Columbia Southern University Reviews
Student & Graduate Reviews (106)
Great school, The course work is very challenging. I enjoy my time at CSU. I would recommend this school to anyone that is looking for first-class education at a reasonable. The subject are base on real life. The Instructors are knowledgeable and always ready to help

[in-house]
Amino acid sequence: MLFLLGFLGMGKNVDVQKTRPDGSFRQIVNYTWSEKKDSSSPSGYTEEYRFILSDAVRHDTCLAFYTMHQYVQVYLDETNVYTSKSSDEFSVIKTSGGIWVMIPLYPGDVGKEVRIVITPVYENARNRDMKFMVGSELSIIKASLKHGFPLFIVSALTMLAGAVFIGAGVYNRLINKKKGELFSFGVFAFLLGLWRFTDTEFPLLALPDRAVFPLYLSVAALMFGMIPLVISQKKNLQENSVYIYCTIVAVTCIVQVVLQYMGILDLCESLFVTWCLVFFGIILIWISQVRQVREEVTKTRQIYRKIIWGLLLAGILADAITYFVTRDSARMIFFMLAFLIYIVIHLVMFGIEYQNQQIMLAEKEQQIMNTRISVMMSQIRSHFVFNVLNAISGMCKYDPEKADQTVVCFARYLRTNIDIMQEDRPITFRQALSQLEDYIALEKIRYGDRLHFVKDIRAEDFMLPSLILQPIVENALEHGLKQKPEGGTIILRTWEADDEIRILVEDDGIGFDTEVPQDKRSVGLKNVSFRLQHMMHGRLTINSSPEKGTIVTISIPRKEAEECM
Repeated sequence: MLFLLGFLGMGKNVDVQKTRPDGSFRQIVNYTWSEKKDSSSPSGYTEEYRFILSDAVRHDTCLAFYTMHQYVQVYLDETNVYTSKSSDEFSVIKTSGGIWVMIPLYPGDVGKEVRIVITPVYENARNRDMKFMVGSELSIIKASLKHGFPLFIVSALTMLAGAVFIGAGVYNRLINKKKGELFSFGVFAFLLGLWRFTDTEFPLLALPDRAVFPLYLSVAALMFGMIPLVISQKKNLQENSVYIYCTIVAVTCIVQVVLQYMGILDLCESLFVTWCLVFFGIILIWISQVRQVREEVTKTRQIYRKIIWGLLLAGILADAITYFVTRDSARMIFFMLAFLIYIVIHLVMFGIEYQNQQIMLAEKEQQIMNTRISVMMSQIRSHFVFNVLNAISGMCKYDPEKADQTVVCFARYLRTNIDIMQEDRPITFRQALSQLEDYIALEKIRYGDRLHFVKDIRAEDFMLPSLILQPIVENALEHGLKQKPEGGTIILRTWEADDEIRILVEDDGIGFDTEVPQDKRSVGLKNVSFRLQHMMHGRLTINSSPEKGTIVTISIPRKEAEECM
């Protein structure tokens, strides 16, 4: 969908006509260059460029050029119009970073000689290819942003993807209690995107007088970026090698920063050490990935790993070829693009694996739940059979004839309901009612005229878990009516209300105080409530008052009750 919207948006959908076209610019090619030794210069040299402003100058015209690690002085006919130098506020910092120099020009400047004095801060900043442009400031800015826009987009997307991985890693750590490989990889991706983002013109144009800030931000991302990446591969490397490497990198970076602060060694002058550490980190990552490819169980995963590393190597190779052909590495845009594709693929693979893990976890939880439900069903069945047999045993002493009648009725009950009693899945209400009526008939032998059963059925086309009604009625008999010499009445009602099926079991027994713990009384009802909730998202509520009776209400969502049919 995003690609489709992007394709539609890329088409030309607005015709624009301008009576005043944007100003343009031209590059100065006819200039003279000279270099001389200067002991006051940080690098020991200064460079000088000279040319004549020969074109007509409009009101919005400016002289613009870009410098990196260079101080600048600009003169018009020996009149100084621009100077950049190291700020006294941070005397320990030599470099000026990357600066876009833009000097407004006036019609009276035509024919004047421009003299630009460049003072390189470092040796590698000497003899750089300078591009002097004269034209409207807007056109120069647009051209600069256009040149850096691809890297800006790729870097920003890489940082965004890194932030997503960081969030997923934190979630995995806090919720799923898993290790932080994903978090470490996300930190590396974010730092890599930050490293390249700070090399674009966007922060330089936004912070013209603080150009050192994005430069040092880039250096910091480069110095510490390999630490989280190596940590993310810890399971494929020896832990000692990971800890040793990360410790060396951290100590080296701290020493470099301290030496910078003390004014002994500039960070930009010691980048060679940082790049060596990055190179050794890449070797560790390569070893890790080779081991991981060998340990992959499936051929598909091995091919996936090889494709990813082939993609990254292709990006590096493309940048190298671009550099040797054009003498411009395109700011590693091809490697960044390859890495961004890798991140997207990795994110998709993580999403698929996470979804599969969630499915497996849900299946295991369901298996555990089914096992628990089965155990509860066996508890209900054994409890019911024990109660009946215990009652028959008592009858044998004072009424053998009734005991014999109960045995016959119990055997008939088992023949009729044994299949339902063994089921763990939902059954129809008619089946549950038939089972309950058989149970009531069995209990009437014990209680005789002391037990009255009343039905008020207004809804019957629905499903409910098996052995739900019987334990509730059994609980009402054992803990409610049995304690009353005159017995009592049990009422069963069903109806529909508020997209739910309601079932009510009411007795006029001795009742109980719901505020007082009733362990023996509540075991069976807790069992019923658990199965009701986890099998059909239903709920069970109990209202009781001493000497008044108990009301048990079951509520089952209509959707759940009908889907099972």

I am 1/2 way through my masters degree program and thought I would share my thoughts. CSU might not be for everyone but it works for me. Some reviews complain about advisors and disbursements. My advisors change every few weeks. I can see where this can cause confusion for folks. I don't require much from them so it doesn't matter to me. I could see how this could be a problem for someone in undergrad who doesn't understand what classes they need. As for disbursements this is difficult at most colleges. The money comes from the fed usually so the college has to wait until it arrives. I am a law enforcement officer at a college and I am frequently called to enrollment services to deal with irrate students who get very angry. I don't think CSU is unique there. Overall I am very pleased with my program. My command staff is aware that I am working on my masters and that alone has given me an edge. There is a promotion board coming up and even without the degree I am a strong applicant for promotion. I have been able to take information from class and apply it directly or used it to explain something several times already impressing my supervisors. I am very happy with the program so far. The school isn't perfect though. The quality of the professor varies widely. Some have been very involved and others much less so. I think a few just read enough of your work to write a short comment in the grades section and move on. Others rip your paper to shreds and question you a great deal. This is often true in brick and mortar schools too though. This school really requires a great deal of self motivation. The student does nearly everything, no one is teaching you the material. You have to learn it on your own. If you aren't able to thrive in that environment this might not be the place for you. Since I do like self learning it works great for me. The student also has to know what they are getting involved with. As many have said this school is Nationally accredited not Regional. Sometimes this matters and other times it doesn't. Do your research before you sign up. For me it doesn't matter. I work for a Regionally accredited college but they accept National degrees. One of the deans' phd is from. nationally accredited school; good enough for me. This school isn't Harvard or Yale either (it doesn't claim to be). Your degree might not have the brand name recognition that a major school has. Just make sure you research your academic needs before you sign up (you should do that at any school though). Is it perfect? No. Is it good? I think so! Is it a good value with a good return on your investment? For me it has been. Good luck!